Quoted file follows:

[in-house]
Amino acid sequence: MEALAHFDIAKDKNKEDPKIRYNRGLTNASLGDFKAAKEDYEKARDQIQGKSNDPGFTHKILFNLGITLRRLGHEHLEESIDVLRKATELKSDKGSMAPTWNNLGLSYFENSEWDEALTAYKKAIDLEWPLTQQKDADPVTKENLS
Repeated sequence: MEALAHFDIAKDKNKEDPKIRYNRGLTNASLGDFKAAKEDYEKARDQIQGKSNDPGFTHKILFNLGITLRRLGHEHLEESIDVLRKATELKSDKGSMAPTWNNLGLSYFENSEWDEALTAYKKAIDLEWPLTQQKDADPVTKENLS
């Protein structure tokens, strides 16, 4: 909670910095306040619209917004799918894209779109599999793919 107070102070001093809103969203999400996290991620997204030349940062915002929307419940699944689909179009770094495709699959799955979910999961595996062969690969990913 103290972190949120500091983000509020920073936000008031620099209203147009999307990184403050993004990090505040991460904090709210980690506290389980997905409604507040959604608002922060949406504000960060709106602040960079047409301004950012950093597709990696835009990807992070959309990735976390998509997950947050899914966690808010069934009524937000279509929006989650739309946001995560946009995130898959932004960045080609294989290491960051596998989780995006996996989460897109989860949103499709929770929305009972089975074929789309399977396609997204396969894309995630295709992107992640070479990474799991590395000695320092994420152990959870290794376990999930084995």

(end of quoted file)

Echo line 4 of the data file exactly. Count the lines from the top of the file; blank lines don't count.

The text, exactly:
């Protein structure tokens, strides 16, 4: 909670910095306040619209917004799918894209779109599999793919 107070102070001093809103969203999400996290991620997204030349940062915002929307419940699944689909179009770094495709699959799955979910999961595996062969690969990913 103290972190949120500091983000509020920073936000008031620099209203147009999307990184403050993004990090505040991460904090709210980690506290389980997905409604507040959604608002922060949406504000960060709106602040960079047409301004950012950093597709990696835009990807992070959309990735976390998509997950947050899914966690808010069934009524937000279509929006989650739309946001995560946009995130898959932004960045080609294989290491960051596998989780995006996996989460897109989860949103499709929770929305009972089975074929789309399977396609997204396969894309995630295709992107992640070479990474799991590395000695320092994420152990959870290794376990999930084995």